Poison Ivy Rash
Over 85% of the people in the United States are allergic to poison ivy. This plant is commonly found in wooded areas where it can grow in the form of ground cover, vine or shrub. Poison ivy plant is composed of three leaflets roughly triangular in shape . It oozes an oily resin made up of urushiol that upon contact with skin will cause itching, blisters and hive-like lesions that can leave you feeling miserable for several days. If the Poison ivy plant is burned, the urushiol particles can be inhaled causing internal allergic reactions.
Poison Ivy Rash Symptoms
Poison ivy is not a plant one should deal with without proper care. This plant can cause extreme discomfort to many people it comes in contact with. Not everyone will have the same reactions to poison ivy plant, you can build up an immunity to the plant through repeated exposures.
What most people experience is an allergic reaction. They will break out in a very irritating poison ivy rash that covers the area that was exposed to the poison ivy. This rash will begin with some redness and itching. And as it continues it should produce blisters and bumps. In some cases the poison ivy rash can worsen. The rash will then continue to open sores that ooze a clear liquid. The poison ivy rash does not spread, rather in the areas that had the most contact with the poison ivy plant they will develop a rash first. The other areas had less contact so it took longer for the allergic reaction to occur.
The rash is not contagious, and the clear liquid that may be released from the blisters or sores will not spread poison ivy’s effects. There are worse effects if poison ivy is burned and inhaled or even eaten. If poison ivy is inhaled through burning, the same rash will develop on the inside of the lungs and could potentially be fatal. If poison ivy is ingested, the rash can develop down the digestive tract and damage organs. It is also interesting to note that those with more severe reactions to poison ivy may also be allergic to mangoes, since both plants are in the same family.
Poison ivy can affect people through direct contact with the plant, even years after the plant has died. It is also important to note that the oils can be carried on animal fur and then rubbed off on people in contact with them. And poison ivy is often grouped with aromatic surmac or the Japanese lacquer tree because they all have similar symptoms.
Because it is such a common plant numerous methods of preventing and treating poison ivy have been developed over the years. An ounce of prevention is worth a pound of cure, just ask anyone who’s had a difficult bout with poison ivy or watched a loved one suffer with it.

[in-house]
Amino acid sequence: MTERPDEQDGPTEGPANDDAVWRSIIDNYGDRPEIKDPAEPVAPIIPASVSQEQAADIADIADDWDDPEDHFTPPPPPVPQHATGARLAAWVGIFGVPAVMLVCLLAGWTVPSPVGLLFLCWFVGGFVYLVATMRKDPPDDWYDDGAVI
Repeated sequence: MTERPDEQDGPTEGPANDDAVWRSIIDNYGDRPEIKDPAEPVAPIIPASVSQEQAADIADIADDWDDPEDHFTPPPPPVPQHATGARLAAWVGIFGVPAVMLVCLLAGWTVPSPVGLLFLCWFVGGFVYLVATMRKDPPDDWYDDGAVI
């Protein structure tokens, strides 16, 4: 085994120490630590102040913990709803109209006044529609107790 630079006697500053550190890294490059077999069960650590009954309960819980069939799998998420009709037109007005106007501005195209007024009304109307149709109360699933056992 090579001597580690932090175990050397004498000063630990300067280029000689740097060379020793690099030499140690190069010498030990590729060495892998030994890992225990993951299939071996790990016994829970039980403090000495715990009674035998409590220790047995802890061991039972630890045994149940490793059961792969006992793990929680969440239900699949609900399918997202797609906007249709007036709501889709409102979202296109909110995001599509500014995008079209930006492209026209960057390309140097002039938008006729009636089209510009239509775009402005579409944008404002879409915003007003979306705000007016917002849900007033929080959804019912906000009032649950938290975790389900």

Prevention Tips for Poison Ivy Rash
A posion ivy rash is not only very bothersome, it can also be annoying and extremely itchy. You do not have to suffer from the affects of poison ivy. There are ways to prevent a poison ivy rash. I will talk about two ways you can prevent and protect youself from having the annoying poison ivy rash. The first way to prevent the rash is by protecting your skin from coming into contact with the poison ivy plant. Create a barrier between your skin and the poisonous plant. This may sound simple and obvious, but often people may miss this step of prevention. If you live in an area where you come into contact with poison ivy often, be sure to cover up your skin. When possible where long sleeve shirts, long pants, and even gloves.
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There are also creams that you can apply to your skin which will provide a barrier between the skin and the poison ivy. The creams contain an ingredient called bentoquatam which can protect the skin from the urushiol found in poison ivy. Urushiol is what causes the poison ivy rash. The cream may not always work though, the same goes for protective clothing.
Another way to prevent poison ivy rash is to be sure to wash all things that may have come into contact with the poison ivy plant. Wash all of your gardening tools, your footwear, your clothing, and even the pets that may have been with you at the time a poison ivy plant was seen. Be sure to wash your hands and fingernails as well. Preventing poison ivy rash can at times be very difficult. You may not realize you are touching something that may have previously come in contact with poison ivy.
As long as you try to prevent, and know how to prevent it, you are decreasing your chances of getting the poison ivy rash. If you try all you can to protect yourself and prevent the rash and you still end up with it, it is your best bet to seek some treatment. Sometimes even the best prevention still does not help.
How to Get Rid of Poison Ivy Rash
While the rash can be quite uncomfortable, it usually disappears in around two weeks as the skin’s allergic reaction fades. At home, treatment is usually focused on reducing the inflammation and providing relief from the itching. Over-the-counter hydrocortisones can help in mild cases, but more severe reactions (especially those that develop blisters) need to be examined by a doctor, who may have to prescribe oral corticosteroids and antihistamines. If blisters develop, do not touch them, since they form a natural bandage and protect the damaged skin tissue. A simple cold compress can be very soothing and helps to numb the areas affected by the rash.
Poison Ivy Treatment – Natural Ways to Get rid of Poison Ivy Rash